7. #37
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    Quote Originally Posted by YardleyLabs View Post
    What makes it drivel is that it equates control of Congress with control of the United States government. We have three branches of government and all have a hand in what happens along with such quasi-public entities such as the Federal Reserve. The single most powerful voice in all of that is the President's, but his powers remain constrained by the others. Throughout most of our history, control has been split among the institutions of government -- Republicans in the White House and Democrats controlling one or more branches of Congress, or the reverse. That has never changed the fact that there are certain arenas in which Presidents have tended to be more powerful than Congress - including foreign affairs, the economy, and the actual administration of the departments of government. In other, including appropriations, Congress has tended to be more dominant.

    Bush had stronger control over more branches of government for a longer time than almost any other President in our history. He also systematically used the war on terror (one of the less threatening wars in our history) to help in asserting his philosophy of the Unitary Executive which greatly expanded the ability of the President to operate while ignoring the wishes of Congress and the decisions of the Courts.

    Clearly, with Democratic victories in the 2006 elections, Bush came under increasing pressure to compromise. However, that did little to mitigate the activities of his presidency. By the time the Democrats assumed majority control, the collapse of our economy was set in stone. Th balloon in housing had reached its peak and the seams were already beginning to tear. No action of Congress made the situation worse. Rather, Congress was actually a factor in taking the acions that ultimately avoided an even greater disaster.

    To pretend that the housing bubble popped because Democrats took over is simply stupid. To pretend that Bush was somehow a champion against speculative financial excess in housing or in other parts of the market is to ignore the fact that they claimed credit repeatedly for the extension of what they dubbed the "ownership economy" and took the lead in the type of deregulation that made the excesses of AID and the rest of the credit derivative market possible. To even think that Democrats were the source of the deficits run up under Bush is to ignore the fact that deficits began to shrink as soon as the change in control happened.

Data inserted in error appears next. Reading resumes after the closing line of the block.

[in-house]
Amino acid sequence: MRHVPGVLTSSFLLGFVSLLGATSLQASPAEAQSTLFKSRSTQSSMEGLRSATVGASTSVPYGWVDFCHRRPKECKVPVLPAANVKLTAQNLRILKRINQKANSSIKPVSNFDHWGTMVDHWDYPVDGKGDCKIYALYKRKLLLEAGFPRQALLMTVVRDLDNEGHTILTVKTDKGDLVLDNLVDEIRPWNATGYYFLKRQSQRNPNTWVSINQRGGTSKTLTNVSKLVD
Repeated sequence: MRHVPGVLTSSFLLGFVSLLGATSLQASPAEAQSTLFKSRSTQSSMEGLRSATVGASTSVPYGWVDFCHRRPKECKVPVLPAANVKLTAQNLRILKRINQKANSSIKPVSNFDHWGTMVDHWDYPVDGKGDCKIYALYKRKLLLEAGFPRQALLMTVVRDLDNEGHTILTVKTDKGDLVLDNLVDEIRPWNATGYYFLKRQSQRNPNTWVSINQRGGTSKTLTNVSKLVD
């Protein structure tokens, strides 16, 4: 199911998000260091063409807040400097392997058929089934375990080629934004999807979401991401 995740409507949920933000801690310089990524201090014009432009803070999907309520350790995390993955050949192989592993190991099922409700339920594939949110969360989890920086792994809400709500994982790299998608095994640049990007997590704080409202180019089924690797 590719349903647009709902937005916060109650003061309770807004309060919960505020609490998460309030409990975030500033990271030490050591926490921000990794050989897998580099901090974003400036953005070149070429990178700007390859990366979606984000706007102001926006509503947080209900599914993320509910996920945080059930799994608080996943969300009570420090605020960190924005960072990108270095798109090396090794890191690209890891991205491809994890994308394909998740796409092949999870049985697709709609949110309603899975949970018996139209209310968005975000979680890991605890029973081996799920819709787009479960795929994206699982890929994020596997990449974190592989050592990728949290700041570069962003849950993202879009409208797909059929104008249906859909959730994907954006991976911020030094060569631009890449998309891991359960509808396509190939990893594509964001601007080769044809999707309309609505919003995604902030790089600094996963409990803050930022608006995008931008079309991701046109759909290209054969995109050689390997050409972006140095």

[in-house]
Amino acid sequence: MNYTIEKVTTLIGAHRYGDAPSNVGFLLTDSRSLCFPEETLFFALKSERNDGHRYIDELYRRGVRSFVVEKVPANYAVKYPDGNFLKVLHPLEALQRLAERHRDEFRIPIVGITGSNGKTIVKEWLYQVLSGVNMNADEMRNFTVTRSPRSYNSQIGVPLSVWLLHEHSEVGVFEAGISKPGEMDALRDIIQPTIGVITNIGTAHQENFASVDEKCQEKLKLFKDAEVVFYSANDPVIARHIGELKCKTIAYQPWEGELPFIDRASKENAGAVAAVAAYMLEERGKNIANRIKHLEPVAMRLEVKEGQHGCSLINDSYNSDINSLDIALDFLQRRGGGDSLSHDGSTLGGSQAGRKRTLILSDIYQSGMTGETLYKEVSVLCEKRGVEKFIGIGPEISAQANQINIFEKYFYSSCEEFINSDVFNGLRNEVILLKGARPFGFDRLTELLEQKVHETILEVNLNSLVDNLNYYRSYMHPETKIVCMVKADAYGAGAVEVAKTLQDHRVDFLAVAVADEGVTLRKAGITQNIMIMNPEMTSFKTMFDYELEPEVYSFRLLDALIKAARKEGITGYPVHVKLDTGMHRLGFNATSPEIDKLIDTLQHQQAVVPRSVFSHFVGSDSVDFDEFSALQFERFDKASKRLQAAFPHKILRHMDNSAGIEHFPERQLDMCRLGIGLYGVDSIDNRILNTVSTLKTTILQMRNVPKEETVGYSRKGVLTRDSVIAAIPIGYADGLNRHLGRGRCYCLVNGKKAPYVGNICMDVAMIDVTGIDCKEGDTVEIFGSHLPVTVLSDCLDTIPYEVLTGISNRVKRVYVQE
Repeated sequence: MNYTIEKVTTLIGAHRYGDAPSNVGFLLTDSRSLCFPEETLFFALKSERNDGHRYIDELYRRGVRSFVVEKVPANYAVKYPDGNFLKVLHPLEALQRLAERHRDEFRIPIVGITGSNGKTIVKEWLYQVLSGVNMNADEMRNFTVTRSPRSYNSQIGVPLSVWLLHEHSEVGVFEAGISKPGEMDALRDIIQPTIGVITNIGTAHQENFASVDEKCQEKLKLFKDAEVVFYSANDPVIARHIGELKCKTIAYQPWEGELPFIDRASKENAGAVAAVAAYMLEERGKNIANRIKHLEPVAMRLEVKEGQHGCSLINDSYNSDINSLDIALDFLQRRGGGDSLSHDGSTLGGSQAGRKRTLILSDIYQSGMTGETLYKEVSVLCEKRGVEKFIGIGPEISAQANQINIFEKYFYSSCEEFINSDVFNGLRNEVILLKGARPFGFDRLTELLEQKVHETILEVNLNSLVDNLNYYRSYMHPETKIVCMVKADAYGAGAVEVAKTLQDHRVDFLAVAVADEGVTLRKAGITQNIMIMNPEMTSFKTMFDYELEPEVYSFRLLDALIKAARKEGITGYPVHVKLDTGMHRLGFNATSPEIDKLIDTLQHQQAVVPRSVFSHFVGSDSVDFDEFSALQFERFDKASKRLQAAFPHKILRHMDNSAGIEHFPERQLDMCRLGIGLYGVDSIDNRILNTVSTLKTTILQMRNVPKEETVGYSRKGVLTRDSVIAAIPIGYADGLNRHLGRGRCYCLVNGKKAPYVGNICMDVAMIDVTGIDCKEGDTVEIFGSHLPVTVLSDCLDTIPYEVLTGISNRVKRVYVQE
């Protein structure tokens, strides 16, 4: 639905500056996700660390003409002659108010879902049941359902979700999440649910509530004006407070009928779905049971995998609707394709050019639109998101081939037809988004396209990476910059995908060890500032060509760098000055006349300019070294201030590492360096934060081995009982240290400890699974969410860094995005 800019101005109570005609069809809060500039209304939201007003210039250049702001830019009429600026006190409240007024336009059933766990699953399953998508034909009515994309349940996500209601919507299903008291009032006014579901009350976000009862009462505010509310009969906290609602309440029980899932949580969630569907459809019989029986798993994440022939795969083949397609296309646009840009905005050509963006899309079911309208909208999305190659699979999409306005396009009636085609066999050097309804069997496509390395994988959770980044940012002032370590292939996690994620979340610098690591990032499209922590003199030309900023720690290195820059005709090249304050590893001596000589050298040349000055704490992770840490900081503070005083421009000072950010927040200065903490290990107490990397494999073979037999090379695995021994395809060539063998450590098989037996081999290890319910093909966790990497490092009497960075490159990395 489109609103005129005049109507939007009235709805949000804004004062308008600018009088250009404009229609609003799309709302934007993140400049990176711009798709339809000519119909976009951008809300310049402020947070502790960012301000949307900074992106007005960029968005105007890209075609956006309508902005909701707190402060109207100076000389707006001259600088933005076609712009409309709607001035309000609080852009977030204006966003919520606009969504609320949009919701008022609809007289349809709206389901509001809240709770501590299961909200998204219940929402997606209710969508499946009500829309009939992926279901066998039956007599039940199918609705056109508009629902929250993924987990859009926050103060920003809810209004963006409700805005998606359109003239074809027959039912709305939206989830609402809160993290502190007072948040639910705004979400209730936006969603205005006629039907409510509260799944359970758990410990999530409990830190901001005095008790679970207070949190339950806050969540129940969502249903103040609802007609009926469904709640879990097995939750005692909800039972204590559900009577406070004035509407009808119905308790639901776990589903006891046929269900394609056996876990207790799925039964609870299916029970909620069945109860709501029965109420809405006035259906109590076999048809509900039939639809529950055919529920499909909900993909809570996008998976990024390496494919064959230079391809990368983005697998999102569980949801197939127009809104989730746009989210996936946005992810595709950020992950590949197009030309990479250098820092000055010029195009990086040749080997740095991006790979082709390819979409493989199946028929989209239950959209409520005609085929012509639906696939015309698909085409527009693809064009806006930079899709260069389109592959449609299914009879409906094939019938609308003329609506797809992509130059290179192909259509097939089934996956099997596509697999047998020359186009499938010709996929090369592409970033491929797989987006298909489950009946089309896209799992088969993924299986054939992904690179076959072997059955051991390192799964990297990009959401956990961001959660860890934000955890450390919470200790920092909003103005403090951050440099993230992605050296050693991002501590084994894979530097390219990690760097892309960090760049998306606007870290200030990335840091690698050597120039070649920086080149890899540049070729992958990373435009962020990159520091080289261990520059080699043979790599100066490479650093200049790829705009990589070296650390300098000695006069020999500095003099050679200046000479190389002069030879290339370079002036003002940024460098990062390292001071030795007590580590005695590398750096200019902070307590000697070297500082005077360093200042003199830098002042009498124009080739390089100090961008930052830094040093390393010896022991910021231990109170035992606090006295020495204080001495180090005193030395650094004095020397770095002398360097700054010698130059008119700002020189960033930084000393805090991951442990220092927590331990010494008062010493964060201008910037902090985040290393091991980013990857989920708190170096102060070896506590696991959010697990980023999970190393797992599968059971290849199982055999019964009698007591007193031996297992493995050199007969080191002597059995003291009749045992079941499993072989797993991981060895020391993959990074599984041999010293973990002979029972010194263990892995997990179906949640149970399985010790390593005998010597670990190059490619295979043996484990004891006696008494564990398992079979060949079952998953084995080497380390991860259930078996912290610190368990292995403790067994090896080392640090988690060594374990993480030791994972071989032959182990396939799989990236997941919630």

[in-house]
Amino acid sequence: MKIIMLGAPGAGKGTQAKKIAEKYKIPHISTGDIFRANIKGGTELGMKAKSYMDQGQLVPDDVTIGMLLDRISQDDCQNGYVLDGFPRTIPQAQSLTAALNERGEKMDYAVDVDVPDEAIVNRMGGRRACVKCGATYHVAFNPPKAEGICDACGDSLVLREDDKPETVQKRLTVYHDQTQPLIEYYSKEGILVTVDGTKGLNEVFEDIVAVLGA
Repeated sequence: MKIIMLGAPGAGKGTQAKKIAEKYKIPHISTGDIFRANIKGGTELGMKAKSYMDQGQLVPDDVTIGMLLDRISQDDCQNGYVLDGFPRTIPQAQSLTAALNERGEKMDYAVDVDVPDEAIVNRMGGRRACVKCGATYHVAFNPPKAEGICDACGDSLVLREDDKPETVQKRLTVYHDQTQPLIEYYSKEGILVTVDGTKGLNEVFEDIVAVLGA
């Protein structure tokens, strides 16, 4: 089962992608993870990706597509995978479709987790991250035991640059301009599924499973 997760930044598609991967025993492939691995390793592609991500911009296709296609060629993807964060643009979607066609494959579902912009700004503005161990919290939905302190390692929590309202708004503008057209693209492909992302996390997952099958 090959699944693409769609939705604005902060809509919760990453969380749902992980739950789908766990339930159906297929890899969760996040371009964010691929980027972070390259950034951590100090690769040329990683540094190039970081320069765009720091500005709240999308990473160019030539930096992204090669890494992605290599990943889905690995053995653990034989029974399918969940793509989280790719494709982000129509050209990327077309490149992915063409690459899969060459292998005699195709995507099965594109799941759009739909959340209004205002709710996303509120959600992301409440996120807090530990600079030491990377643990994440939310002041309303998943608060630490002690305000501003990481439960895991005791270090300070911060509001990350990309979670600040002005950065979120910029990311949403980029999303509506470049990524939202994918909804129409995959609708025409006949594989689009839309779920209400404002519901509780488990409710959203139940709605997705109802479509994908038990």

Yardley,
    If this is the best argument of "drivel" you can offer, then I say your full of crap. Thanks for the history lesson, but unfortunately, you were unable to dismiss any of the facts. I never said I blamed the democrats for this mess, but I will say it was certainly not Bush's fault. He had repeatedly reminded congress of the problem, and they chose to do nothing. Period.

  8. #38
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    If we are lobbing blame around for the housing bubble burst, then bursting the bubble of Bush Blame is long overdue. Let's take a look at when the government, or more specifically the Exective rather than the legislative branch, became heavily involved in the lending business. Anyone else remember? It was long before Bush took office. And why did it end so badly? Fannie Mae and Freddie Mac, even into the early 1990s, weren't the juggernauts they'd later become.

    The groundwork for this was actually laid back in 1977 when Carter signed the Community Reinvestment Act, which pushed Fannie and Freddie to aggressively lend to minority communities. But Clinton supercharged the process. After entering office in 1993, he extensively rewrote Fannie's and Freddie's rules.

    In so doing, he turned the two quasi-private, mortgage-funding firms into a semi-nationalized monopoly that dispensed cash to markets, made loans to large Democratic voting blocs and handed favors, jobs and money to political allies. This potent mix led inevitably to corruption and the Fannie-Freddie collapse. And, despite warnings of trouble at Fannie and Freddie, in 1994 Clinton unveiled his National Homeownership Strategy, which broadened the CRA in ways Congress never intended.